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Cornelius News

Smithville proposal will be part of Town Board budget discussions

The many faces of Smithville


Feb. 10. There’s a saying that the third time is the charm. The recent presentation of the Smithville Revitalization and Workforce Housing Plan could be just that.

Smithville Community Coalition member Willie Jones presented the plan at the Town Board meeting in January.


Smithville, the historically black community just east of I-77 on both sides of Catawba, is on the cusp of gentrification. Former Town Commissioner Jim Duke says the community has been given lip service until recently. “In the area of Public Works, they have largely been ignored,” he said.

In May and June 2021, Smithville residents completed a survey that addressed infrastructure, home repairs, historic preservation, and funding.

One conclusion of the survey is that residents realize change is on the way.

“The need for resources for existing residents came out quite loud and clear last year,” Jones said.

But Jones said Smithville residents want to feel like the plan isn’t only benefitting new residents.

The revised proposal:

• protects senior homeowners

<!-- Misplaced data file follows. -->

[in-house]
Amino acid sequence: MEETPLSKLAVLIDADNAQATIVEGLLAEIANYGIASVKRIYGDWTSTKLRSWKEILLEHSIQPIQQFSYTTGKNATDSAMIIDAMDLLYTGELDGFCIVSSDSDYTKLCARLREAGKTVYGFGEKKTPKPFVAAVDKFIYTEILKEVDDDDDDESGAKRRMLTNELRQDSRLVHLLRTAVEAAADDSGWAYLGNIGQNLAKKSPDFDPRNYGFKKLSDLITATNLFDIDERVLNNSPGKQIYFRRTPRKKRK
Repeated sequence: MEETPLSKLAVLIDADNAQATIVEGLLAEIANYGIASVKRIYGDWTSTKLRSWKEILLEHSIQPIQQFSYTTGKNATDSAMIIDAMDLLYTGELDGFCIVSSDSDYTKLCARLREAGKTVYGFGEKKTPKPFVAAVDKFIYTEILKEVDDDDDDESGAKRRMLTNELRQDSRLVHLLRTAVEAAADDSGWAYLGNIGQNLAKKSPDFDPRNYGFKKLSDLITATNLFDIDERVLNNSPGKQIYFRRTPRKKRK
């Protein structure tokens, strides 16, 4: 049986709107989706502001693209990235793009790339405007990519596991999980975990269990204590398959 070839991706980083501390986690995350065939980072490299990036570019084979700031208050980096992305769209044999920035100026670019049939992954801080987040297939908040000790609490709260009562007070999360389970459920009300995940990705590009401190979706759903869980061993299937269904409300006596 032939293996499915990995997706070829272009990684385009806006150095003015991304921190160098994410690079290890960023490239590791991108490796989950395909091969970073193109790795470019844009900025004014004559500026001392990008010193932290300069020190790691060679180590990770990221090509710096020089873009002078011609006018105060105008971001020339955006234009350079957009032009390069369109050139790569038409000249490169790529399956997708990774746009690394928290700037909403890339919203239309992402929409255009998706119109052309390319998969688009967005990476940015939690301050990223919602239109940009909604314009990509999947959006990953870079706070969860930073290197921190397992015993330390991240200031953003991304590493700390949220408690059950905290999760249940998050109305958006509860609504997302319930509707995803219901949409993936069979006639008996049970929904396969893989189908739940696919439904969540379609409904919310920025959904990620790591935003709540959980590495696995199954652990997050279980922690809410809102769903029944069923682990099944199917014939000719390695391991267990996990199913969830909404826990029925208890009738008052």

• provides $10K for first right of refusal

• provides infrastructure repairs

• provides home repairs

• provides real estate tax relief

• addresses the issue of lead paint and lead pipe remediation

• recognizes the historical significance

• secures historical designation of homes

It’s a tall order. The coalition is asking for town funds—courtesy of the American Rescue Plan—on the order of $ 6.8 million as well as all town-owned real estate within Smithville. Along with funds requested from Mecklenburg County and other sources, Jones is pitching a $ 28 million redevelopment project—the largest Cornelius has ever seen.

The plan provides 87 rental units for new residents with 20 of those units committed to the elderly. Rental incomes would range from 30- to 50 percent of the area median income or $17,700 to $50,520 for one- to three-bedroom units.

The 115 ownership units would include single-family homes up to four bedrooms; three bedroom townhomes with a garage and two bedroom townhomes upgradeable to three bedrooms.

A homebuyer preparation program and credit repair case management are also included in the plan. The priority for housing would be for current Smithville residents, documented heirs of former Smithville landowners, town employees, Mecklenburg County first responders and Charlotte Mecklenburg School employees.


Since 2018, the Smithville Community Coalition has been working on a plan that residents would find acceptable—and that doesn’t hand over the neighborhood to developers.

“Typically, people will determine if a plan is good or bad based on how it impacts them,” Jones said. “Residents eventually started to develop more trust and confidence in the coalition’s work.”


Former Town Commissioner Thurman Ross, who is also a resident of Smithville, said the current plan is much improved.

“However, the plan needs tweaking in terms of connectivity with residents, more consideration needs to be made for residents not interested in participating, more details are needed on how the plan will accomplish adding entrances/exits and funding is still a challenge,” Ross said.

Last year, the funding request for the plan was $250,000 a year for three years.